5 what, who, where and when the activity will take place. Activities that would need a plan include: Building a new trail or relocating an existing trail. Cutting trees larger than 10" in diameter to change forest structure such as to retard or advance natural succession or to change wildlife habitats or for income. Creating a pond. An overall plan for managing the vegetation on the property so it continues to meet the owners goals is desirable because as the trees grow, the character of the area will change and may become less useful to the town and school. 5.3 Protection of Plant and Animal Diversity In accordance with the purposes of the Conservation Easement, the Property has been protected primarily as a natural area for public use and enjoyment. As such, particular attention should be given to protecting sensitive habitats. 5.3.a Human uses should not significantly compromise the viability of wildlife travel corridors and sensitive plant and wildlife habitat. Only those uses that are compatible with the habitat needs of the indigenous wildlife and native flora will be encouraged. 5.3.b The Property will be managed to maintain or even to increase habitat diversity. To this end, some areas may be kept cleared, others may be maintained as shrub and scrub layers, and others allowed to advance further successionally. Alterations of habitat for particular species may be undertaken if needs arise. Any such change to the landscape to alter habitat for particular species will be carefully evaluated taking advantage of established wildlife management criteria to insure that habitat integrity and connectivity can be maintained. 5.3.c In the interest of maintaining native plant diversity, efforts to control invasive alien plant species that tend to dominate natural habitats may be undertaken. 5.3.d Areas of human disturbance to the landscape may require restoration efforts to preclude the advance of invasive aliens into disturbed areas. Areas in which invasive species are being controlled may benefit from re-vegetation with habitat-appropriate, locally native plants. 5.3.e Steps shall be taken to protect rare, threatened, or endangered plant species, if any exist. Species that are of local, statewide, or global significance will be reported to the Vermont Natural Heritage Program. 5.3.f There shall be no hunting or trapping of animals on the Protected Property except for the control of diseased, dangerous or nuisance animals. In such cases, the police will be notified regarding disposal of such animals. 6. PUBLIC ACCESS, ENTRANCES, AND PARKING The Town of Norwich will manage the Protected Property to provide access to its natural, ecological, scenic, and cultural values and to encourage respectful interactions by visitors with the natural environment. 6.1 Access to the Property will be made available from several established and well used entries at the edge of the school property: through the parking lot on the south side of the school property,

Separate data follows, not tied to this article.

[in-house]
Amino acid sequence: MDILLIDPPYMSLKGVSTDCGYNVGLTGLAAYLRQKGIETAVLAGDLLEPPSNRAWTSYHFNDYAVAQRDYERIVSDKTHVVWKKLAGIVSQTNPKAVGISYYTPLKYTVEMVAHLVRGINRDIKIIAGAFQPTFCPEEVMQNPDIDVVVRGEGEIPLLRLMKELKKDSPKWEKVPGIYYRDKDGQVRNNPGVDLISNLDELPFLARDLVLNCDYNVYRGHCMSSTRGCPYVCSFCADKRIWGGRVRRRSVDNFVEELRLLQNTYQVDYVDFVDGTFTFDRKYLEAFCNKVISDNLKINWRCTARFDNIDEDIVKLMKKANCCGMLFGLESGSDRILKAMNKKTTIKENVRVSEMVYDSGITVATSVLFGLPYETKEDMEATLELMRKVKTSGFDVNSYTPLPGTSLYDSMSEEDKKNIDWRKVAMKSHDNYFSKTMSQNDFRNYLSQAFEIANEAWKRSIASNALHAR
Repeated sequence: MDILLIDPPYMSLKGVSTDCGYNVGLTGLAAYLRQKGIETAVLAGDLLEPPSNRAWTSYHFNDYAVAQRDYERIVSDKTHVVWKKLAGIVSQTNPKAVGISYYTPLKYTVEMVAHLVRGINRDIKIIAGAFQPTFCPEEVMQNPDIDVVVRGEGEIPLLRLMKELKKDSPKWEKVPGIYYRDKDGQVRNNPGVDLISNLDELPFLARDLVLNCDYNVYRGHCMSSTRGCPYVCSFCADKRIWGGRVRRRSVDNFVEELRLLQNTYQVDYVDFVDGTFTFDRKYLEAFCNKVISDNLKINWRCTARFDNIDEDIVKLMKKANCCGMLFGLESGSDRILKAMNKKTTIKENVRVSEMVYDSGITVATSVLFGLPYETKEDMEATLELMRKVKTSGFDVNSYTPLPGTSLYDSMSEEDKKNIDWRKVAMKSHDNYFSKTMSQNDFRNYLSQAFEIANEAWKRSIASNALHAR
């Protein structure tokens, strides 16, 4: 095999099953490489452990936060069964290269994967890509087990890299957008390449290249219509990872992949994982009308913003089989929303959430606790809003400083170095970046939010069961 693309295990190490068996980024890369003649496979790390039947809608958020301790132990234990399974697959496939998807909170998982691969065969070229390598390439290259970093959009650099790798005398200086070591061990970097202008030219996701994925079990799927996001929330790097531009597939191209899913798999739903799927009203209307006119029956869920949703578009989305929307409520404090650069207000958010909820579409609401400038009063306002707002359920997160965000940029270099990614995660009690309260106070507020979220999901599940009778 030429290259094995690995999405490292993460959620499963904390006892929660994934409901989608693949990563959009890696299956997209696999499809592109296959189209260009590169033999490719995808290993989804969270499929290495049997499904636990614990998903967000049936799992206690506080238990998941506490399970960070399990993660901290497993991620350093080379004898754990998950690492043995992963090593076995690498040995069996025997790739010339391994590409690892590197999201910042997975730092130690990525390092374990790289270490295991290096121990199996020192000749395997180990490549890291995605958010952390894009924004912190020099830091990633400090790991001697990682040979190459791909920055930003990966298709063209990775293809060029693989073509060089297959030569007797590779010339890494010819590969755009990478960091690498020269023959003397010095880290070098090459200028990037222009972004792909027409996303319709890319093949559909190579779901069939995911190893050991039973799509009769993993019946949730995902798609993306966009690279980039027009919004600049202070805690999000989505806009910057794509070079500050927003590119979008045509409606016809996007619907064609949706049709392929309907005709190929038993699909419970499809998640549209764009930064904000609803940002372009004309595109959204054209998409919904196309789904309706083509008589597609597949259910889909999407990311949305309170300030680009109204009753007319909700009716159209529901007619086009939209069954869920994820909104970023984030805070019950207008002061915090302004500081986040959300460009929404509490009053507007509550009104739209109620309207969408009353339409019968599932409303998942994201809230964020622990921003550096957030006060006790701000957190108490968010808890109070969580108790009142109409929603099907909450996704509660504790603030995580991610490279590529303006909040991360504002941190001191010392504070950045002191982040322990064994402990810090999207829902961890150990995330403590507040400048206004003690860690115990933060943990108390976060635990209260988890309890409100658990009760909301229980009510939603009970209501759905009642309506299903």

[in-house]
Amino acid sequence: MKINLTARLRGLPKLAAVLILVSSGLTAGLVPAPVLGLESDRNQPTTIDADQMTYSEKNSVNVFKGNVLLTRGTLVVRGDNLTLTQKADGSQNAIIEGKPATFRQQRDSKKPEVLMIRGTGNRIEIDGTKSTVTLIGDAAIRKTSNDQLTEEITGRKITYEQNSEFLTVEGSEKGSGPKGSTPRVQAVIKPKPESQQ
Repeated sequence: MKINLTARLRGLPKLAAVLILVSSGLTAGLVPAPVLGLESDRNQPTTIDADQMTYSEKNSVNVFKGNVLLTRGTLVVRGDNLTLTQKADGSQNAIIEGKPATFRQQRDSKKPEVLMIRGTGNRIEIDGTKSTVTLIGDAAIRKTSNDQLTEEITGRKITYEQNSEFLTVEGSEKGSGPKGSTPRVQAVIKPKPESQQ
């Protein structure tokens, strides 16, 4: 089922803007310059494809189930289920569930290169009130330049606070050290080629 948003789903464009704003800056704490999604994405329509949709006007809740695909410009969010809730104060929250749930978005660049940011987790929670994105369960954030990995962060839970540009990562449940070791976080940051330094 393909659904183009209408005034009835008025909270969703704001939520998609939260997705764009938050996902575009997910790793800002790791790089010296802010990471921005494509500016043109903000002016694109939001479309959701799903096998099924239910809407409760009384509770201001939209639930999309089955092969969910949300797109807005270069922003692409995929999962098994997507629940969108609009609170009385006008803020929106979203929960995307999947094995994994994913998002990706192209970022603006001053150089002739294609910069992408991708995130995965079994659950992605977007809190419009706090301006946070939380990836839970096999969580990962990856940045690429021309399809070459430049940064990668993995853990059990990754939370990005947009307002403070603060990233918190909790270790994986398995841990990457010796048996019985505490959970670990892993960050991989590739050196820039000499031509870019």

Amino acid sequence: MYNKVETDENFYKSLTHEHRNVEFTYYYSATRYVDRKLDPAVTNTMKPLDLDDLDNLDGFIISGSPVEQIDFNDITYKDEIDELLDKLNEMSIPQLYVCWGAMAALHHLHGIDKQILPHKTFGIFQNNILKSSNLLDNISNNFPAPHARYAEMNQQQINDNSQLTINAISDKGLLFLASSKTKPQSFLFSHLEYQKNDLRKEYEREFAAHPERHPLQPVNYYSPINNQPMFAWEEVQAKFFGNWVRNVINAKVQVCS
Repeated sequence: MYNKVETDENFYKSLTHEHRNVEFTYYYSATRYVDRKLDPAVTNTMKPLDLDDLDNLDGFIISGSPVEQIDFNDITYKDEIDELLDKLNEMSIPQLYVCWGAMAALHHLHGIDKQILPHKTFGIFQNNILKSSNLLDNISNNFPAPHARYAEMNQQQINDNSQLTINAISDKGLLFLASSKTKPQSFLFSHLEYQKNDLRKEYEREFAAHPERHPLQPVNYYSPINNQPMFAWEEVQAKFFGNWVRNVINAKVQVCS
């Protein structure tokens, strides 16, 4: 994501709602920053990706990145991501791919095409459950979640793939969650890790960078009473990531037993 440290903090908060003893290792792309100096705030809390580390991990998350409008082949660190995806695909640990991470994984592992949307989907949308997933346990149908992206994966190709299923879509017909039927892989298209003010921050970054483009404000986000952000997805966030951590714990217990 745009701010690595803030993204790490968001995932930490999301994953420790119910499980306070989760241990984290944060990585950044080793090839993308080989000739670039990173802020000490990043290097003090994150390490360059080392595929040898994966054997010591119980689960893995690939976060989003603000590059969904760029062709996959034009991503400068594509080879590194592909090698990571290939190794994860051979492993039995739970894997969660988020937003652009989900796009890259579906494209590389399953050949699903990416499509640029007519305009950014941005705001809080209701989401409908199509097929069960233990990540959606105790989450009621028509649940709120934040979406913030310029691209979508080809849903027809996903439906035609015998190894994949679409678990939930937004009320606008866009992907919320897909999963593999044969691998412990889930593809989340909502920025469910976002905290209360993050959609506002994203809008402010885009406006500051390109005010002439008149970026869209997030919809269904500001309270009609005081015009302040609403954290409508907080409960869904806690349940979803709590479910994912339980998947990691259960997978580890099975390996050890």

6 and a ROW from Church Street (currently not used). There is also a vehicular access R.O.W. through the former "Peisch" house property (currently Hybels) off Route 5. Establishment of new trail entrances from abutting properties must have Town approval. The Town reserves the right to maintain these rights-of-way with permeable surface type materials (such as gravel) and to regrade to maintain integrity of the ROW. 6.2 Entrances to the Protected Property will be marked to inform users that they are entering the Protected Property and of the regulations for use. A very brief summary of rules may be posted only at the major entry points. 6.3 Stonewalls and fences may be built at some entrances to control the entry point and to prevent unauthorized access by wheeled vehicles. 6.3 Access to portions of the Protected Property may be temporarily closed to the public for reasons that aid in fulfilling other priorities of the Conservation Easement. If such a need arises, the Town and/or the MFNA will propose a plan and seek approval from UVLT. 6.4 Parking shall be off-site. Parking is currently available along Route 5 along the school property, and during off-hours, at the school's parking areas. Parking is not permitted on the Protected Property except in the instance of public events, when access is permitted for service vehicles and handicapped access only. Vehicles may only access the property through the Hybels ROW from Route The Town maintains the right to restrict vehicular (motorized and mechanical) access if necessary on the Hybels ROW, such as gating the entryway, if such gating does not affect the Hybels property. The gate may be locked and the key available to responsible parties through the Town Clerk. Should gated access be necessary, fences and gating must conform to any town regulations, and plans for gates must be approved by the Town. Gates are to be maintained by the MFNAC. Additionally, stonewalls and fences may be built at some entrances to control the entry point and to prevent unauthorized access by wheeled vehicles. Fences should be built primarily of natural materials, and not be higher than four feet. Fences must also be approved by the Town. 6.6 Waste materials: Dumping of any kind, including yard and household wastes, onto the Property is not permitted. Trash generated on the property will be removed by the responsible party ("carry in, carry out" policy). Trash cans will only be available on-site when public events are taking place. Event sponsors are responsible for temporary trash bins during event, and for removal promptly following event. 6.7 Certain areas of the Property may be made handicapped accessible to make the enjoyment of the Property more inclusive. Special provisions for wheelchairs may be made where appropriate. Specifics will need to be addressed in a supplement plan as issues arise and are considered in the future. 6.8 Temporary closure may be necessary after a significant wind event or major flooding. An area occupied by wildlife in need of protection, such as a denning bear, may require that a portion of the area be made off-limits for a time. Also, rare species may need special protection from contact with the public. If such a need arises, the Town and/or the MFNA will propose a plan and seek approval from UVLT. The MFNAC will propose a plan and seek approval from the Town.